The United States agriculture industry faces a rapidly approaching labor crisis, according to the House Subcommittee on Immigration Policy and Enforcement. A recent hearing on immigrant labor in U.S. agriculture revealed an urgent need to increase the number of legal farm workers from abroad.

In his opening remarks, subcommittee chairman Rep. Elton Gallegly(R-Calif.), said, "There are simply not enough Americans willing to take the jobs of migrant farm workers. In fact, our government's policy for generations has been to remove Americans from such labor."

The lack of legal immigrant U.S. farm workers must be addressed immediately, according to Craig Regelbrugge, national co-chairman of the Agriculture Coalition for Immigration Reform, after the hearing. “American farmers need to pay very close attention to this situation.”

According to the U.S. Department of Labor's National Agricultural Workers Survey, 48 percent of farm workers in the country admitted they were in the United States illegally. It is estimated the 13 million unauthorized immigrants reside in the United States.

The agricultural industry has repeatedly asked the federal government to make the H-2A visa program more efficient. Only 2 percent of immigrant workers are approved through the H-2A visa program- the only official channel for an immigrant to legally reside in the United States. “There are minimal opportunities for aspiring immigrants to enter the U.S. legally, and the H-2A guest worker program is bogged down and bureaucratic,“ says Regelbrugge. “If we’re going to avert the crisis facing U.S. agriculture, we’re going to have to do a lot more than just tweak the H-2A program.”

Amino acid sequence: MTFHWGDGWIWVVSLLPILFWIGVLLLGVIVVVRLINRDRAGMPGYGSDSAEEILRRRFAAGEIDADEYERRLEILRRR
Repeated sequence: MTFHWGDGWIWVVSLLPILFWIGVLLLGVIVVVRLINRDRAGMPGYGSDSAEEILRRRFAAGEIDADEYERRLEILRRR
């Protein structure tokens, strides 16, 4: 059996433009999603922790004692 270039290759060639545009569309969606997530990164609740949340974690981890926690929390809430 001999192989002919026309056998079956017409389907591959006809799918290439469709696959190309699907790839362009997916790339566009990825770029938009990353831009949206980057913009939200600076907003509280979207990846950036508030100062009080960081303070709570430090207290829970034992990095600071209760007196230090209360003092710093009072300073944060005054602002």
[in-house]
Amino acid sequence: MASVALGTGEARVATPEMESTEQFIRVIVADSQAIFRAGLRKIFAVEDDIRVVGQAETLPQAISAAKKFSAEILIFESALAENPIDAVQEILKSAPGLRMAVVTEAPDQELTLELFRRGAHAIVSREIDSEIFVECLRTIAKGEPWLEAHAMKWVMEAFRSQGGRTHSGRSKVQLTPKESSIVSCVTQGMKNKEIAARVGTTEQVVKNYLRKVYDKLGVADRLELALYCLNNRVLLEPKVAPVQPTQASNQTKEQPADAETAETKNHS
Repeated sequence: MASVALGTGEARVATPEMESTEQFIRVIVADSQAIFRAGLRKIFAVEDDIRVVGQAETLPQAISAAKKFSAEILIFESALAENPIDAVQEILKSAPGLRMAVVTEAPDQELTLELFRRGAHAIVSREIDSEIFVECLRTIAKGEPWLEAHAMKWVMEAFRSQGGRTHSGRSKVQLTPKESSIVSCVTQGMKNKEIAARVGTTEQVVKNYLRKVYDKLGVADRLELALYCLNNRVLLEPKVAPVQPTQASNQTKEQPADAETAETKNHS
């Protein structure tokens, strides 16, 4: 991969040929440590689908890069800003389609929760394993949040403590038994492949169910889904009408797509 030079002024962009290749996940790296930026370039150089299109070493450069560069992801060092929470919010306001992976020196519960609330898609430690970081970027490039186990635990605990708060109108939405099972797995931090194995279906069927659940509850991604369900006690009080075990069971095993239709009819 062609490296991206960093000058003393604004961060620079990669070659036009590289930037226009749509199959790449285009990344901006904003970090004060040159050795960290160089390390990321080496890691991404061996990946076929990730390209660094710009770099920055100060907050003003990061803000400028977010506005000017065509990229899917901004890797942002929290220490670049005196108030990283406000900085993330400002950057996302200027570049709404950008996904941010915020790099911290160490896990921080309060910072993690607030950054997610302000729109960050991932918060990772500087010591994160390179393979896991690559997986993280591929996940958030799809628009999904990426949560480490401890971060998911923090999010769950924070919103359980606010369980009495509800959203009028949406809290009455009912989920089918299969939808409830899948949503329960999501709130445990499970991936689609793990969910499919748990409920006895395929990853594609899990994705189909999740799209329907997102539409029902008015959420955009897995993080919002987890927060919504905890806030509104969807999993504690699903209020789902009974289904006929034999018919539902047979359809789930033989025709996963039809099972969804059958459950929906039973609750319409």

Regelbrugge urges farm managers to appeal to their representatives in Congress and tell them, “we need access to a legal workforce and a legal program that can truly meet the needs of all U.S. agriculture.”

Foreign-born farm workers have become essential to U.S. farms since World War II. Demographic changes occurring since then have changed the profile of farm workers. “The U.S. population has become more urban and suburban,” says Regelbrugge. “Our dependence on foreign-born workers has a lot to do with where the farming jobs are located and the nature of the work.”

American workers would rather opt for more permanent positions. “Americans at the lower end of the economy would prefer to work at WalMart or McDonalds rather than do seasonal or intermittent work on farms and then be unemployed again when the work is over,” Regelbrugge said.

With the current emphasis by the government on making the E-Verify program mandatory, Regelbrugge sees the labor crisis in U.S. agriculture approaching rapidly. He estimates that about 70 percent of the immigrant farm workforce “have papers that look good but are not good.”

A workable visa program for immigrant farm workers is crucial, especially for states such as California and Florida. However, Rep. Dan Lungren, (D-Calif.), said the appetite for such measures in the U.S. Congress is just not there. "I doubt anybody running for president, including the incumbent, is going to run on the fact that he's going to be softer on immigration enforcement," Lungren said. If no action is taken, "we're going to have a crisis in agriculture."